10. Hi! my nextcloud instance on an odroid hc2 running armbian has been running stable and smoothly for several months now. Thanks Igor and the whole armbian team! I have one question though: Task: I convert videos with ffmpeg to reduce file size and optimize them for streaming observed behaviour: the CPU is getting very hot! In the evening up to 100 °C (see below), but at noon I have seen temperatures of up to 115 °C! I read somewhere that 110 °C is the critical temperature for the board and the stock hardkernel image has an emergency shutdown implemented. But my board running armbian seems to be negligent of this. On a side note, the CPU frequency reported in armbianmonitor -m is 1800/1300, in htop all 8 cores show 1300 ( .LITTLE)? expected behaviour: shouldn't the CPU be throttled automatically? excerpts from armbianmonitor -m: Stop monitoring using [ctrl]-[c] Time big.LITTLE load %cpu %sys %usr %nice %io %irq CPU C.St. 17:56:51: 1800/1300MHz 2.20 2% 0% 0% 1% 0% 0% 84.0°C 2/13 17:56:57: 1800/1300MHz 2.99 93% 0% 17% 75% 0% 0% 87.0°C 2/13 17:57:02: 1800/1300MHz 3.79 93% 0% 18% 74% 0% 0% 89.0°C 2/13 17:57:07: 1800/1300MHz 3.89 82% 0% 13% 68% 0% 0% 84.0°C 2/13 17:57:12: 1800/1300MHz 3.74 80% 0% 18% 60% 0% 0% 85.0°C 2/13 ... 17:59:19: 1800/1300MHz 9.83 90% 0% 16% 73% 0% 0% 98.0°C 2/13 17:59:25: 1800/1300MHz 10.38 95% 0% 15% 79% 0% 0% 99.0°C 2/13 Time big.LITTLE load %cpu %sys %usr %nice %io %irq CPU C.St. 17:59:30: 1800/1300MHz 10.27 94% 1% 22% 70% 0% 0% 100.0°C 2/13 17:59:36: 1800/1300MHz 9.85 90% 0% 16% 72% 0% 0% 99.0°C 2/13 17:59:42: 1800/1300MHz 10.10 95% 0% 17% 77% 0% 0% 100.0°C 2/13 17:59:48: 1800/1300MHz 10.33 98% 0% 18% 79% 0% 0% 102.0°C 2/13 17:59:54: 1800/1300MHz 10.38 95% 0% 22% 71% 0% 0% 101.0°C 2/13 18:00:00: 1800/1300MHz 10.79 97% 1% 20% 75% 0% 0% 100.0°C 2/13
  11. Figured it out, using pishrink, finally! It takes a while because 28 GB of empty space are being copied in the beginning, but anyhow ;-) This is my procedure: 1) boot from "plain" armbian (#2, see above) 2) insert original SD card (#1, 32 GB) in reader 3) dd if=/dev/sd#1 of=/path/to/image.img 4) pishrink.sh /path/to/image.img 5)dd if=/path/to/image.img of=/dev/sd#3, #3 being the backup SD card, 16 GB note: "#1", e.g. is "/dev/sda", not "/dev/sda1", since you need to do a block level copy of the device, not only the disk.
  12. Update: I tried to clone the SD card doing the following, inspiration from this thread: 1) download armbian image, burn to another SD card (#2) 2) run armbian from this SD card #2 (works) 3) insert former boot SD card (#1) and backup SD card (#3) in SD card reader 4) dd if=/dev/#1 of=/dev/#3 bs=1M count=4 (to copy partition scheme and bootloader) 5) mount #1 /mnt/origin, mount #3 /mnt/clone 6) rsync -avSz /mnt/origin /mnt/clone (seems to work) 7) check /etc/fstab on #3, adjust UUID of / 8) try to boot from #3 --> doesn't work :-( I don't want to (can't) use dd because the SD card #3 is only 16 GB, whereas the #1 SD card is 32 GB, and my armbian installation takes only 4,1 GB. And I understand Igor's opinion that it's much more useful to save /home/* and /etc/* and a list of installed packages, but I want to have a working clone handy for instant use in case the #1 SD card fails, mostly because I am planning on installing pihole and I am worried about increased wear on the SD card. Can someone tell me why the approach aboce doesn't work? Does it have to do with /etc/fstab? Partitions? Thanks in advance! EDIT: both #1 and #3 are high quality (SanDisk Ultra A1)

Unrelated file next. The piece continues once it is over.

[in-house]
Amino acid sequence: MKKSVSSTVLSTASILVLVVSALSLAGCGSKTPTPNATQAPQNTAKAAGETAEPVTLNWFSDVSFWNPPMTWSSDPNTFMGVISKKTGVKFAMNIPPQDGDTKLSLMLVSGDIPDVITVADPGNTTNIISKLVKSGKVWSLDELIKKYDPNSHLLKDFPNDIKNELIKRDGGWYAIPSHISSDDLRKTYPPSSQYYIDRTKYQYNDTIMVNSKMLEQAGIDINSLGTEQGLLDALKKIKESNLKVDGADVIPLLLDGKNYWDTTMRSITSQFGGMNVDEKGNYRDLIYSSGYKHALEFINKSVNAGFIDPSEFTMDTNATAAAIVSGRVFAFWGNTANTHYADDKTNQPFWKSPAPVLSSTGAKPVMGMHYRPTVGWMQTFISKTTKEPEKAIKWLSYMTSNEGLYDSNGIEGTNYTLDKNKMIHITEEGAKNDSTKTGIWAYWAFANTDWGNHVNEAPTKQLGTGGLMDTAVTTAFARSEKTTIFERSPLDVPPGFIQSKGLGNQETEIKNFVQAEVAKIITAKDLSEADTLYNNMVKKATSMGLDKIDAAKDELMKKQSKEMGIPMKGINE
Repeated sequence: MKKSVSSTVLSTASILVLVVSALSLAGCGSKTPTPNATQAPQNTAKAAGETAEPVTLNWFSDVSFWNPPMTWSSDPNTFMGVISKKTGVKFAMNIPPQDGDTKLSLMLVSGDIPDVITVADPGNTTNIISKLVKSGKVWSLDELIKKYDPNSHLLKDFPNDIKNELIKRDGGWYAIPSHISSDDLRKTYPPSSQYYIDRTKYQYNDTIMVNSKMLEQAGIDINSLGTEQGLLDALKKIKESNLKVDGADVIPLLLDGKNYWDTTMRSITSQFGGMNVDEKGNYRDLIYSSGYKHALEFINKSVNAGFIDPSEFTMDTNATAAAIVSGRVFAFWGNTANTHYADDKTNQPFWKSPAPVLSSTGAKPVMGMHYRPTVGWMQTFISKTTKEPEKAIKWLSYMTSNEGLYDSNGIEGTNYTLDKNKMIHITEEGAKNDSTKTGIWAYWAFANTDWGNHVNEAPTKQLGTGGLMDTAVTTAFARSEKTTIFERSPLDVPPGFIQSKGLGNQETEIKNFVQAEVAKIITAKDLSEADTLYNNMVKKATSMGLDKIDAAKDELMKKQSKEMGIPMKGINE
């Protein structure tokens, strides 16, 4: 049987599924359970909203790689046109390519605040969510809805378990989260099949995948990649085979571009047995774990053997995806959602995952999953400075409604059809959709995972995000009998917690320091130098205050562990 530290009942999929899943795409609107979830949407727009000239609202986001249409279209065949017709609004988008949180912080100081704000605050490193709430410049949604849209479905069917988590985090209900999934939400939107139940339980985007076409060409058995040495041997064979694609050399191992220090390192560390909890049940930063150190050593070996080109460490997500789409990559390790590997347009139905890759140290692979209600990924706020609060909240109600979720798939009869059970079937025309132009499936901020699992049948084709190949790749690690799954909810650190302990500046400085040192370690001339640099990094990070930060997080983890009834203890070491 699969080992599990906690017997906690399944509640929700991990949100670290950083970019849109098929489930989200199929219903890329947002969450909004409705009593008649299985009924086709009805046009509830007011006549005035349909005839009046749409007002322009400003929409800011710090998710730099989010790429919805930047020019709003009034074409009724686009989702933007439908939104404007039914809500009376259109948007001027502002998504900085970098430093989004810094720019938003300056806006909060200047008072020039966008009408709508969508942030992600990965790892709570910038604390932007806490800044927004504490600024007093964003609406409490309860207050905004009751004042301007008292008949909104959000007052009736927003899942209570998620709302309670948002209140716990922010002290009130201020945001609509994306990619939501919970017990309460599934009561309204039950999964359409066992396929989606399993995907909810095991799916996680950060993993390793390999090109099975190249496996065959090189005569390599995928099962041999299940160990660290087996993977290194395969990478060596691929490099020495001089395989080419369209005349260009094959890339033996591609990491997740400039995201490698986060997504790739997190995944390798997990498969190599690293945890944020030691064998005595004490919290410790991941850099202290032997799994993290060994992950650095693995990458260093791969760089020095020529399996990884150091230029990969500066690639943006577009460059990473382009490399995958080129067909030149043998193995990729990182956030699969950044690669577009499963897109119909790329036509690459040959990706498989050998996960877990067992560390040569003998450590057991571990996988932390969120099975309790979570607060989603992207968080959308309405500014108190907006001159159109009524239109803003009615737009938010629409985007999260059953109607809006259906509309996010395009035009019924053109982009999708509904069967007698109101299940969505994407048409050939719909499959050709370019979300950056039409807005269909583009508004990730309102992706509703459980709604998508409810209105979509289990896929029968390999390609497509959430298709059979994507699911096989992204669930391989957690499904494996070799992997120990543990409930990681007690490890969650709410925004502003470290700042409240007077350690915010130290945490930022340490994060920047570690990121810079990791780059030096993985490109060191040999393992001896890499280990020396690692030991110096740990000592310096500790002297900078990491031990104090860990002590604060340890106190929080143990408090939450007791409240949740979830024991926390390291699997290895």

13. Hi! short question: Best way to create a bootable clone of sd card? I did some reading and found ">>create image on windows >> shrink image via gparted" doesn't work for me since I dont have a second computer running linux (will the linux subsystem on windows 10 help?). In the past, I used the rpi-clone on a raspberry, but reading in this forum has taught me that hotcloning an armbian sd card via script is not necessarily safe. Computers availabel to me are: 1) odroid hc2 running armbian 2) acer laptop running windows 10
  14. ...installed the JMS Firmware upgrade to be on the safe side and it seems I did not have the current version. See output of smartctl -a /dev/sdb1 below: === START OF INFORMATION SECTION === Vendor: JMicron Product: Generic Revision: 3101 Compliance: SPC-4 User Capacity: 4,000,787,030,016 bytes [4.00 TB] Logical block size: 512 bytes Physical block size: 4096 bytes LU is fully provisioned Logical Unit id: 0x3001234567891234 Serial number: 0123456789ABCDEF Device type: disk Local Time is: Tue Jan 29 11:45:38 2019 UTC SMART support is: Unavailable - device lacks SMART capability. Serial Number has changed, still no luck getting through to the HDD... EDIT: solved it! smartctl -a /dev/sdb1 gives the result pf the JMicron bridge, smartctl -a /dev/sdb1 -d sat gives the results of the HDD.